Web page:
Purpose: This paper examines the changing behavior of two calendar anomalies in African stock returns – the month-of-the-year and the intra-month effects – and their implications for the adaptive market hypothesis (AMH).
Methodology: We applied two-stage Markov switching models (MSMs) instead of the conventional single state regression model. The sample period includes the daily index return of Nigerian, South African, Mauritian, Moroccan, and Tunisian stock exchanges from January 1998 to February 2018.
Findings: We found that (i) all the markets except for the Johannesburg Stock Exchange (JSE) have a higher tendency to be in bearish state than bullish state, (ii) month-of-the-year and intra-month effects appear in one regime and disappear in another regime, and (iii) the behavior of calendar anomalies is affected by market conditions and conforms to AMH rather than the efficient market hypothesis (EMH).
Practical Implications: We present that (i) calendar anomaly is a characteristic that changes under different regimes or market conditions in African stock markets, (ii) active investment management may yield profits for market participants, depending on the market conditions and the anomaly in question, and (iii) the right approach would be for investors to consider each market with its own peculiarity even when they are in the same continent.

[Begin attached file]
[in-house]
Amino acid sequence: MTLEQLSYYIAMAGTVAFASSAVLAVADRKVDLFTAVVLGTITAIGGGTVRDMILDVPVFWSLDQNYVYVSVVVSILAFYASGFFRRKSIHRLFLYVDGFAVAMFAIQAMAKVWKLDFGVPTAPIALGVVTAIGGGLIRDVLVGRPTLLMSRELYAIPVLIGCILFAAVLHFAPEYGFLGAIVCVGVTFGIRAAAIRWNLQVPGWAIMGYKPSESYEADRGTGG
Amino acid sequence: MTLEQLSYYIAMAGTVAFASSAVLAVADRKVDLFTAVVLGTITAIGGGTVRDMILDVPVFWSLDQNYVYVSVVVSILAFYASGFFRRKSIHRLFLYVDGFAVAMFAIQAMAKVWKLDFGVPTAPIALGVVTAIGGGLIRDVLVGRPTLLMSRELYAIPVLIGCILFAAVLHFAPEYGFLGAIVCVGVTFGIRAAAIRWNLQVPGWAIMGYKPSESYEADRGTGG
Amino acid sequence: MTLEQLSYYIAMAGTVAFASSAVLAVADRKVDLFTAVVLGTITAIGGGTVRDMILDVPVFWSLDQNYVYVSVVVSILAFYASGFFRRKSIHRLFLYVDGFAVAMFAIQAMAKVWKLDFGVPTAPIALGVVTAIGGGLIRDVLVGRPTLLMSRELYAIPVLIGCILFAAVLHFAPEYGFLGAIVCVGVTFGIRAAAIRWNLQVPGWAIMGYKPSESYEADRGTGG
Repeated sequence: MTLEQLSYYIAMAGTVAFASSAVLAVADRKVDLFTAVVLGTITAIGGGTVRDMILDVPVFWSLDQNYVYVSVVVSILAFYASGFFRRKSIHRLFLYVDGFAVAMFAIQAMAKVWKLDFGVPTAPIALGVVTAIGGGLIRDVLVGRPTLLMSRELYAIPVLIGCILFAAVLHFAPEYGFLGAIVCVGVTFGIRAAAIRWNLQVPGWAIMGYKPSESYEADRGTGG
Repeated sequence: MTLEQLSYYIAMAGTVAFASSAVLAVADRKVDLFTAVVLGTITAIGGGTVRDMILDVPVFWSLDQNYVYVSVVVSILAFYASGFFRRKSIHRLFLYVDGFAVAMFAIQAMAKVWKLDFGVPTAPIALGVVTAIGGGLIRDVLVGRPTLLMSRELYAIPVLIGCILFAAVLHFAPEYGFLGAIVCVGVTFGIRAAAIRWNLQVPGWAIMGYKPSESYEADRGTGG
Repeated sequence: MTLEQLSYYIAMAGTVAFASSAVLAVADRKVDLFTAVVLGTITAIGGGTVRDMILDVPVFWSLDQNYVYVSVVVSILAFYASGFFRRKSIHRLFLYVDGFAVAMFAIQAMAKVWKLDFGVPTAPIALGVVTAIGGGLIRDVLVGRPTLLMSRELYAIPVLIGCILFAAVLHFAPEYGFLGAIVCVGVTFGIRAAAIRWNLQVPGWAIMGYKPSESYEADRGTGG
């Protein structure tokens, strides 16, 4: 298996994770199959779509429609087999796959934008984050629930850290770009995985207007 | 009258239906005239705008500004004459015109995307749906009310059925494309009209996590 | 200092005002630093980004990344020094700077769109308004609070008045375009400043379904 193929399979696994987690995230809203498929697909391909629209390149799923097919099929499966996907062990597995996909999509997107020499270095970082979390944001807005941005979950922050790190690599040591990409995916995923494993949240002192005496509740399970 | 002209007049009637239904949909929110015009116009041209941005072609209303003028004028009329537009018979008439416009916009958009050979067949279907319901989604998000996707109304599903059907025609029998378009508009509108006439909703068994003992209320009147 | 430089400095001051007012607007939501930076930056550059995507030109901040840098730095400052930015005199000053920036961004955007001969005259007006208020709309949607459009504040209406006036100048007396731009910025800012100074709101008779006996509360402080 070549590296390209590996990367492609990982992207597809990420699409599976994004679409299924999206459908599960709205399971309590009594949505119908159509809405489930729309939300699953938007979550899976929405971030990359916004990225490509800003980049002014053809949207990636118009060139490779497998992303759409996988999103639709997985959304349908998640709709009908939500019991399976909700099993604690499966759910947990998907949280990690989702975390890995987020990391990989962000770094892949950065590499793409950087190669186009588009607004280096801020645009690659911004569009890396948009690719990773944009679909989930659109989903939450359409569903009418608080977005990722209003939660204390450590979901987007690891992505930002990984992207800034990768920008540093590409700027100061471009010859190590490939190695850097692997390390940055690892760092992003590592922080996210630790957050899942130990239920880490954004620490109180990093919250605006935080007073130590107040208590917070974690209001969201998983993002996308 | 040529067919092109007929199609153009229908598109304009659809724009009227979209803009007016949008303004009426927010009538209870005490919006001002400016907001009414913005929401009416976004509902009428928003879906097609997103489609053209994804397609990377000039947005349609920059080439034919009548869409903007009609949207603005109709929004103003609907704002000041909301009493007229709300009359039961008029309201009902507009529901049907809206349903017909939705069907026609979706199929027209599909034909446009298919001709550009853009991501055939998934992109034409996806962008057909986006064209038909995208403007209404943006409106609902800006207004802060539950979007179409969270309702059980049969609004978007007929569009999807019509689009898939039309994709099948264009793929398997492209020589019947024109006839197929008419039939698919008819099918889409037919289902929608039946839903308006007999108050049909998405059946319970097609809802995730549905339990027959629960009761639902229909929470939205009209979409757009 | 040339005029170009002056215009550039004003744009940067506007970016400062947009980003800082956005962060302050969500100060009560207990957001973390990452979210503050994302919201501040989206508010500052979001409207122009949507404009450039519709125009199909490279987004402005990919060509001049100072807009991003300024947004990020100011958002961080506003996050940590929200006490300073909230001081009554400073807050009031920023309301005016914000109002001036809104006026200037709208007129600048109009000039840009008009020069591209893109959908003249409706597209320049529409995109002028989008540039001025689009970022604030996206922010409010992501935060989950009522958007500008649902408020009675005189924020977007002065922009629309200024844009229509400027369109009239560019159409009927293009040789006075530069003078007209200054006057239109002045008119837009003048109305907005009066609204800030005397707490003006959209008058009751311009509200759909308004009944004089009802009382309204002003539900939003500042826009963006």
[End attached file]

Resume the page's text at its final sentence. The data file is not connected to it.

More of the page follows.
Originality/Value: The sensitivity of the month-of-the-year and the intra-month effects to market conditions has not been documented in African stock markets, especially with the use of regime-switching models.
Purpose: While the product-market typology model seems to be best understood and widely embraced by large corporates, it is less noticeable among many small businesses. This article adopts the aforementioned framework to identify and empirically analyze impactful strategies on various measures of growth associated with rural Small, Medium and Micro Enterprises (SMMEs) in South Africa.
Methodology: Using data from a survey of a probability sample of 148 owner-managed small businesses, Exploratory Factor Analysis test was conducted to test for internal scale consistency of the data. In the analysis: six predictor variables formed the growth strategies, while growth measures comprised three variables, then fitted into a prepared regression model.
Results: The regression model reveals the use and implementation of market penetration and pricing strategies which have a positive and significant impact on the SMME’s growth. Findings further suggest that – while the gender of the owner-manager has no influence on the growth of the SMMEs – immigrant SMMEs seem to perform better compared to ventures owned by other race categories. Overall growth of SMMEs is generally more driven by customer base, competitive advantage, and customer satisfaction.
Implications: The implication for rural SMMEs amid the uncertainties and challenges in the developing economies, is that certain strategies act as a catalyst for growth and performance. The findings may be used to develop policies that promote entrepreneurship in South Africa and other developing countries.